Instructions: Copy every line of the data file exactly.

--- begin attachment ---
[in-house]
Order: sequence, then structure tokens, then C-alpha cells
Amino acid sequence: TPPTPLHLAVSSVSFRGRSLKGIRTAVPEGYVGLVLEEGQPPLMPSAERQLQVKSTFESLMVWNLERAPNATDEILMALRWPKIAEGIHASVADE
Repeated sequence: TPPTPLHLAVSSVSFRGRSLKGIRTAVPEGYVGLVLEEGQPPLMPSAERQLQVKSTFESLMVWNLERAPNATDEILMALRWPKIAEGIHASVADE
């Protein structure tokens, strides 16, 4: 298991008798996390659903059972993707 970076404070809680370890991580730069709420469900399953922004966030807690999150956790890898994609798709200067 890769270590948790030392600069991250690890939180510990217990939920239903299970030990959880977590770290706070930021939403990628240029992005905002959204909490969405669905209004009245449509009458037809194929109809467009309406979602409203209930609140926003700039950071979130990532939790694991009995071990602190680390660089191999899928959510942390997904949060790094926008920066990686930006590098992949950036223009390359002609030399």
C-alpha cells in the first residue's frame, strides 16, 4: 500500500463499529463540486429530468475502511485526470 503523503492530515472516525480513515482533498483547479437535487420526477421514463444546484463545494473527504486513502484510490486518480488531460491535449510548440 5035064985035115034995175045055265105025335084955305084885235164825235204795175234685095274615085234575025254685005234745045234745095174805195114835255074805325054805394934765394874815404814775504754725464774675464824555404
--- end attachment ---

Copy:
[in-house]
Order: sequence, then structure tokens, then C-alpha cells
Amino acid sequence: TPPTPLHLAVSSVSFRGRSLKGIRTAVPEGYVGLVLEEGQPPLMPSAERQLQVKSTFESLMVWNLERAPNATDEILMALRWPKIAEGIHASVADE
Repeated sequence: TPPTPLHLAVSSVSFRGRSLKGIRTAVPEGYVGLVLEEGQPPLMPSAERQLQVKSTFESLMVWNLERAPNATDEILMALRWPKIAEGIHASVADE
């Protein structure tokens, strides 16, 4: 298991008798996390659903059972993707 970076404070809680370890991580730069709420469900399953922004966030807690999150956790890898994609798709200067 890769270590948790030392600069991250690890939180510990217990939920239903299970030990959880977590770290706070930021939403990628240029992005905002959204909490969405669905209004009245449509009458037809194929109809467009309406979602409203209930609140926003700039950071979130990532939790694991009995071990602190680390660089191999899928959510942390997904949060790094926008920066990686930006590098992949950036223009390359002609030399």
C-alpha cells in the first residue's frame, strides 16, 4: 500500500463499529463540486429530468475502511485526470 503523503492530515472516525480513515482533498483547479437535487420526477421514463444546484463545494473527504486513502484510490486518480488531460491535449510548440 5035064985035115034995175045055265105025335084955305084885235164825235204795175234685095274615085234575025254685005234745045234745095174805195114835255074805325054805394934765394874815404814775504754725464774675464824555404